Saturday, 11 April 2015

The Force of Law


At last, some sense in legal philosophy. With circular and already-answered-from-the-start discussions for decades about whether a quest in understanding the nature of law—i.e. what is law?—should include coercion, it is The Force of Law that reignites the enquiry long ago thought to be settled. Schauer has two intertwined claims: a) that law is commonly and valuably coercive; and b) a challenge to a prevalent mode of jurisprudence inquiry.
 
 

With regards the former, Schauer tells us that “[l]aw makes us do things we do not want to do […] [and] unlike morality and etiquette, possesses the resources to compel compliance in ways that other normative systems do not […]. [For instance], the law has sanctions at its disposal that are systematic, often severe, and highly salient. The legal system can put us in prison, take our money, and in some places even flog us and kill us”. But, for over fifty years legal theory, following H.L.A. Hart has made an assumption that law cannot be identified with force. Indeed, “[t]he theory of law as coercive order meets at the outset with the objection that there are varieties of law found in all systems which, in three principal respects, do not fit this description.” Therein, an opinion translated into dogma: law may refer to coercion but it does not need to by default—i.e. coercion is not a necessary condition for law to be.

Schauer agrees that “noncoercive law both can and does exist.” That is not the issue he intends to unravel in The Fore of Law. However, because we currently understand in legal philosophy that coercion is not a necessary condition for law to be, and legal philosophy seems to be interested only in those features in law that are considered essential, “coercion loses its philosophical or theoretical interest in explaining the nature of law”. And that is Schauer’s second claim, that legal philosophy or legal theory should not be limited to search for essential features, elements, or components.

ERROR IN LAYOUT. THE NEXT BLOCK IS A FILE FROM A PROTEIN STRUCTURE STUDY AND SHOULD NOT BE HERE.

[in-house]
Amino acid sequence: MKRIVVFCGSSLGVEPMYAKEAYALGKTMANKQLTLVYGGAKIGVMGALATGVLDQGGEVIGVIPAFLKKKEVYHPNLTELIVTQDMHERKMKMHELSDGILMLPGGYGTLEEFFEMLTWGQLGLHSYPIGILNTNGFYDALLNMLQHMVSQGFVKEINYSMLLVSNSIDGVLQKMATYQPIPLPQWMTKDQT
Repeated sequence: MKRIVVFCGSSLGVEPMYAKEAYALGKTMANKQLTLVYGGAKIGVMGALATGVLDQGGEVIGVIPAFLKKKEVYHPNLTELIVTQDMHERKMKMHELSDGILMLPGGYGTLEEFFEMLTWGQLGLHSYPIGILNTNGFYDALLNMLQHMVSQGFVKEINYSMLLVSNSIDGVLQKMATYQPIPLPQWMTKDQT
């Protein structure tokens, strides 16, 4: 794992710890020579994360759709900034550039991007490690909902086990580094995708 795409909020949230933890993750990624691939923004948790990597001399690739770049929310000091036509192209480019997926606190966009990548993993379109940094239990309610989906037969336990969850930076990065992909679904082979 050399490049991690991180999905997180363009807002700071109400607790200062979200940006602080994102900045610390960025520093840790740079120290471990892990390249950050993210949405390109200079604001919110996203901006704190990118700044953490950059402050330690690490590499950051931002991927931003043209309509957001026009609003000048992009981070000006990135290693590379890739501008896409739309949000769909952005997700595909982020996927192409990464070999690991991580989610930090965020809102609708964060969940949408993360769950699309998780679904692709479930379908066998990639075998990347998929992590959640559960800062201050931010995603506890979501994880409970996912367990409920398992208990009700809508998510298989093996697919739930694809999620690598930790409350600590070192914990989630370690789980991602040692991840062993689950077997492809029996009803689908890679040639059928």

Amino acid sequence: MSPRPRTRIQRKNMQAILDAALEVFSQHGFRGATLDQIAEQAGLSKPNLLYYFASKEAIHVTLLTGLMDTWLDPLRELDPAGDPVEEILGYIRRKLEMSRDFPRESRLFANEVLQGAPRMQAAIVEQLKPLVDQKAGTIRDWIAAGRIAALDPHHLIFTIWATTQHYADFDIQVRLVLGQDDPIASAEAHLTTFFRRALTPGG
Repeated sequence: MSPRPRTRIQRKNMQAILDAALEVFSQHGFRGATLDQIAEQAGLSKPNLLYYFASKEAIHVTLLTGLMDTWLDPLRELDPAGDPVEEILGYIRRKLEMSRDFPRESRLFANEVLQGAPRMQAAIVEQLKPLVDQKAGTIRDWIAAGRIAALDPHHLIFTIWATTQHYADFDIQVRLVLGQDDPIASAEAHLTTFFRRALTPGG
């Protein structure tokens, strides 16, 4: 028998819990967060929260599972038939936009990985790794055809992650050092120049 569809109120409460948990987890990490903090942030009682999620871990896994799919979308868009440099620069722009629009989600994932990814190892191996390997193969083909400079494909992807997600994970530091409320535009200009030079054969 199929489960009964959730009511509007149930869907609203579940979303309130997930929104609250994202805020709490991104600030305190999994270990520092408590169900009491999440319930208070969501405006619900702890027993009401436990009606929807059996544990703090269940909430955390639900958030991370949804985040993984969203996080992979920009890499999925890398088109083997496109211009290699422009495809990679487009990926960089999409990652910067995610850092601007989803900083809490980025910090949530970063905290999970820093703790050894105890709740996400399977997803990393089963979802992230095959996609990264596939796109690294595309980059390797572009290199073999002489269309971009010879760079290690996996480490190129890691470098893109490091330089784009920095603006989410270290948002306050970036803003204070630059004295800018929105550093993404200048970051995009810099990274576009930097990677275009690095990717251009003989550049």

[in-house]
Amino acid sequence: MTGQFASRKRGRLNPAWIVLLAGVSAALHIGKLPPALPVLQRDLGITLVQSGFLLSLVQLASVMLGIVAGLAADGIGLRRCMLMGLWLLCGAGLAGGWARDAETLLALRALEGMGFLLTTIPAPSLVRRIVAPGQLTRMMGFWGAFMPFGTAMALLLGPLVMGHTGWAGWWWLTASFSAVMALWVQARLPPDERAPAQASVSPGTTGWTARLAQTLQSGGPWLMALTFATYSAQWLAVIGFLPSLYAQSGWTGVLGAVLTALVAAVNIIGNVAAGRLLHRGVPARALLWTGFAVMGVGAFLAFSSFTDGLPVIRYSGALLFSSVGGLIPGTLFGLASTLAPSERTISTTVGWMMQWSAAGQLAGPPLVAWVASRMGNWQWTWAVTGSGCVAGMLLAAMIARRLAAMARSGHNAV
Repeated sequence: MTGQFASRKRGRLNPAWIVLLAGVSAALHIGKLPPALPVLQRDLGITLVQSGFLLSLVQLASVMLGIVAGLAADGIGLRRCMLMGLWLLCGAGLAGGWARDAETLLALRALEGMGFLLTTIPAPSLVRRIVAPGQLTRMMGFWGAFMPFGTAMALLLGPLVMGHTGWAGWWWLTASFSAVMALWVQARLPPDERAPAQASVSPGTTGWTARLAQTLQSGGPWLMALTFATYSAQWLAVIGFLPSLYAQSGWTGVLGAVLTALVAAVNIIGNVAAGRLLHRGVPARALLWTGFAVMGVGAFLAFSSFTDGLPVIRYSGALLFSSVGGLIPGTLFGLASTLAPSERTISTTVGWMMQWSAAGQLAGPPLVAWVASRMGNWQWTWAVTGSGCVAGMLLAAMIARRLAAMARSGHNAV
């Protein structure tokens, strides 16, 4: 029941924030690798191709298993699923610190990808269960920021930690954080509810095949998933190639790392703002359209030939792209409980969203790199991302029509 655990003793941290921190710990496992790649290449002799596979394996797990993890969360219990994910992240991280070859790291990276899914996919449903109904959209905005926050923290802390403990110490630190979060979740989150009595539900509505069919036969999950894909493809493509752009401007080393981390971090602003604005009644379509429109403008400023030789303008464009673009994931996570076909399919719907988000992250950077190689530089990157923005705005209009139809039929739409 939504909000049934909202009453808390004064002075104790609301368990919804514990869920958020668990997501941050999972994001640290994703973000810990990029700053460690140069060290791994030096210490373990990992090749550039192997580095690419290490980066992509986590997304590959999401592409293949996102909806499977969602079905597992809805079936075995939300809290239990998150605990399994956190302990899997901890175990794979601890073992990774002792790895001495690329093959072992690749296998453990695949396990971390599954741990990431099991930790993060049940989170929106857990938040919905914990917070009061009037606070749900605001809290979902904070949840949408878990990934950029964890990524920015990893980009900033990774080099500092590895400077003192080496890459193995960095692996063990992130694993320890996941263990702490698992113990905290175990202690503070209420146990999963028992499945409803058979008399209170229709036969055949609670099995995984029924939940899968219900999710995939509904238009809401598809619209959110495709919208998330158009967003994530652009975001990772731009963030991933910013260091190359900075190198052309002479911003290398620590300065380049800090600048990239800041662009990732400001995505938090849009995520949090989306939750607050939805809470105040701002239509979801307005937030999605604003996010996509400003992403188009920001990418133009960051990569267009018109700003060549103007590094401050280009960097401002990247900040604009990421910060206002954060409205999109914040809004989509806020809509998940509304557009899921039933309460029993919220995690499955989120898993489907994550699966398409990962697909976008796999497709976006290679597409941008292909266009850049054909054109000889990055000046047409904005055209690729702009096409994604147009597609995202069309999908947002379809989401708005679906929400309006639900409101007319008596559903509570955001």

There are already voices against Schauer’s attempt to reintroduce coercion as a more starring character within law. In his latest paper, Leslie Green “addresses the question of the relationship between law and coercive force”. Green makes, against Frederick Schauer’s claims in his book, The Force of Law, the following points:

“(a) The force of law consists in three things, not one: the imposition of duties, the use of coercion, and the exercise of social power
; (b) Even if coercion is not part of the concept of law, coercion is connected to law in a variety of ways. These are amply recognized in contemporary jurisprudence; [and] (c) We cannot determine how important coercion is to the efficacy of law until we know what counts as coercive force. This question is not a matter for empirical generalization or bare stipulation. It requires an explanation of the concept of coercion. […] Before we can count we need to know that what counts as what. Counting—as is a matter of identifying necessary and sufficient conditions.”
 
 
Despite the apparent disagreements, the focus of this literature, however, is largely on the question of the justifiability of including coercion amongst the elements to be studied when referring to the nature of law. There is a huge literature on the elements that constitute the law. Within this literature, and in particular since Hart’s The Concept of Law, coercion in not central to this study. To be more precise, coercion is only briefly noted as a potential, additional and apparently optional element in this literature, rather than being subject to detailed analysis.



 

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